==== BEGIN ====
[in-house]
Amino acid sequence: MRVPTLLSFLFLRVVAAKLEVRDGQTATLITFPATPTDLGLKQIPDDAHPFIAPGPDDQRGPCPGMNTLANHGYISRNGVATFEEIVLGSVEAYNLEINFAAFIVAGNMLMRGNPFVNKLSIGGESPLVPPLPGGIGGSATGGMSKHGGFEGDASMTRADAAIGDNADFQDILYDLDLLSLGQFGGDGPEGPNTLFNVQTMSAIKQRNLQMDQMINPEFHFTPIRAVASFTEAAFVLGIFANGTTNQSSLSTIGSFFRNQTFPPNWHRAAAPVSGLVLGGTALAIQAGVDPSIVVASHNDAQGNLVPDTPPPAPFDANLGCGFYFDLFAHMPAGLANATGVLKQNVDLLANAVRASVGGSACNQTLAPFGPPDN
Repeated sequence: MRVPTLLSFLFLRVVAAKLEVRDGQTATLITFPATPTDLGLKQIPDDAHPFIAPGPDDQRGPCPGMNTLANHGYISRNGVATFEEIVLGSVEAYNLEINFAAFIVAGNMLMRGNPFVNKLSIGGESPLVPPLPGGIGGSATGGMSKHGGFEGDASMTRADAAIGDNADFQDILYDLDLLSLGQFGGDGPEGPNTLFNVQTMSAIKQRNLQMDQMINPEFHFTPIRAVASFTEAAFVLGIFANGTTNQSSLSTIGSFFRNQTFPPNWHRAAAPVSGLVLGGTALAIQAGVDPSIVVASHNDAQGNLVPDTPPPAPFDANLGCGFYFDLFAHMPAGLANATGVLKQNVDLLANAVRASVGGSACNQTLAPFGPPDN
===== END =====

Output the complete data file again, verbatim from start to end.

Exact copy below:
[in-house]
Amino acid sequence: MRVPTLLSFLFLRVVAAKLEVRDGQTATLITFPATPTDLGLKQIPDDAHPFIAPGPDDQRGPCPGMNTLANHGYISRNGVATFEEIVLGSVEAYNLEINFAAFIVAGNMLMRGNPFVNKLSIGGESPLVPPLPGGIGGSATGGMSKHGGFEGDASMTRADAAIGDNADFQDILYDLDLLSLGQFGGDGPEGPNTLFNVQTMSAIKQRNLQMDQMINPEFHFTPIRAVASFTEAAFVLGIFANGTTNQSSLSTIGSFFRNQTFPPNWHRAAAPVSGLVLGGTALAIQAGVDPSIVVASHNDAQGNLVPDTPPPAPFDANLGCGFYFDLFAHMPAGLANATGVLKQNVDLLANAVRASVGGSACNQTLAPFGPPDN
Repeated sequence: MRVPTLLSFLFLRVVAAKLEVRDGQTATLITFPATPTDLGLKQIPDDAHPFIAPGPDDQRGPCPGMNTLANHGYISRNGVATFEEIVLGSVEAYNLEINFAAFIVAGNMLMRGNPFVNKLSIGGESPLVPPLPGGIGGSATGGMSKHGGFEGDASMTRADAAIGDNADFQDILYDLDLLSLGQFGGDGPEGPNTLFNVQTMSAIKQRNLQMDQMINPEFHFTPIRAVASFTEAAFVLGIFANGTTNQSSLSTIGSFFRNQTFPPNWHRAAAPVSGLVLGGTALAIQAGVDPSIVVASHNDAQGNLVPDTPPPAPFDANLGCGFYFDLFAHMPAGLANATGVLKQNVDLLANAVRASVGGSACNQTLAPFGPPDN